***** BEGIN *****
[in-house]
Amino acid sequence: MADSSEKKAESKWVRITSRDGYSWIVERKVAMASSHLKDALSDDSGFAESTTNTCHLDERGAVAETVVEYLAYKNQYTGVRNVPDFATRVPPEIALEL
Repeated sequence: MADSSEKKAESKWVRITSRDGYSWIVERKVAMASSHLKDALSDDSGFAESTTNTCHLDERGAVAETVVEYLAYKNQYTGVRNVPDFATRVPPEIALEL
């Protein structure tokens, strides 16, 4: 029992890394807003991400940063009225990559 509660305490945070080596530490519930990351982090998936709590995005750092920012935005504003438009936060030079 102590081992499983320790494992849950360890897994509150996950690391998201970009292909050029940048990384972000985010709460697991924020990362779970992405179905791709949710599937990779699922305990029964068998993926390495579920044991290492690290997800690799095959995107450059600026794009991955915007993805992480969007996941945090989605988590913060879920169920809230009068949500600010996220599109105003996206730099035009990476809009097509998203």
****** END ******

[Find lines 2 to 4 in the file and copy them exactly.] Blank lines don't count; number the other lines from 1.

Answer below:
Amino acid sequence: MADSSEKKAESKWVRITSRDGYSWIVERKVAMASSHLKDALSDDSGFAESTTNTCHLDERGAVAETVVEYLAYKNQYTGVRNVPDFATRVPPEIALEL
Repeated sequence: MADSSEKKAESKWVRITSRDGYSWIVERKVAMASSHLKDALSDDSGFAESTTNTCHLDERGAVAETVVEYLAYKNQYTGVRNVPDFATRVPPEIALEL
């Protein structure tokens, strides 16, 4: 029992890394807003991400940063009225990559 509660305490945070080596530490519930990351982090998936709590995005750092920012935005504003438009936060030079 102590081992499983320790494992849950360890897994509150996950690391998201970009292909050029940048990384972000985010709460697991924020990362779970992405179905791709949710599937990779699922305990029964068998993926390495579920044991290492690290997800690799095959995107450059600026794009991955915007993805992480969007996941945090989605988590913060879920169920809230009068949500600010996220599109105003996206730099035009990476809009097509998203």